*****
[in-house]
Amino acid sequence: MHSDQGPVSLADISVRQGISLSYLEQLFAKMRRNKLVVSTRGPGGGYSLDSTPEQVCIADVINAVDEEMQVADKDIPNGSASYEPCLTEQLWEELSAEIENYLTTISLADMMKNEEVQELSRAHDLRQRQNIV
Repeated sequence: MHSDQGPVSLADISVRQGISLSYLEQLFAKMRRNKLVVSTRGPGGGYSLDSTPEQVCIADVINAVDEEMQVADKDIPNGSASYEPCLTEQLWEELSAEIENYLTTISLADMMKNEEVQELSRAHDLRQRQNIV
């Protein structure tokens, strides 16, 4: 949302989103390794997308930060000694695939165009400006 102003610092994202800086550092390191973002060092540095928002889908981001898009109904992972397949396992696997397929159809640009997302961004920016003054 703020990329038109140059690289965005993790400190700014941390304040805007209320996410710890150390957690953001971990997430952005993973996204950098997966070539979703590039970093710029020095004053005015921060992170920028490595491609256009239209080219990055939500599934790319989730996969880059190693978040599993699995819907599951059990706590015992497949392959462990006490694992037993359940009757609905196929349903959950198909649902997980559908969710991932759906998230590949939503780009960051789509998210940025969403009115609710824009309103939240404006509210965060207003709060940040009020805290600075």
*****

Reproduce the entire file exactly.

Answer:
[in-house]
Amino acid sequence: MHSDQGPVSLADISVRQGISLSYLEQLFAKMRRNKLVVSTRGPGGGYSLDSTPEQVCIADVINAVDEEMQVADKDIPNGSASYEPCLTEQLWEELSAEIENYLTTISLADMMKNEEVQELSRAHDLRQRQNIV
Repeated sequence: MHSDQGPVSLADISVRQGISLSYLEQLFAKMRRNKLVVSTRGPGGGYSLDSTPEQVCIADVINAVDEEMQVADKDIPNGSASYEPCLTEQLWEELSAEIENYLTTISLADMMKNEEVQELSRAHDLRQRQNIV
């Protein structure tokens, strides 16, 4: 949302989103390794997308930060000694695939165009400006 102003610092994202800086550092390191973002060092540095928002889908981001898009109904992972397949396992696997397929159809640009997302961004920016003054 703020990329038109140059690289965005993790400190700014941390304040805007209320996410710890150390957690953001971990997430952005993973996204950098997966070539979703590039970093710029020095004053005015921060992170920028490595491609256009239209080219990055939500599934790319989730996969880059190693978040599993699995819907599951059990706590015992497949392959462990006490694992037993359940009757609905196929349903959950198909649902997980559908969710991932759906998230590949939503780009960051789509998210940025969403009115609710824009309103939240404006509210965060207003709060940040009020805290600075």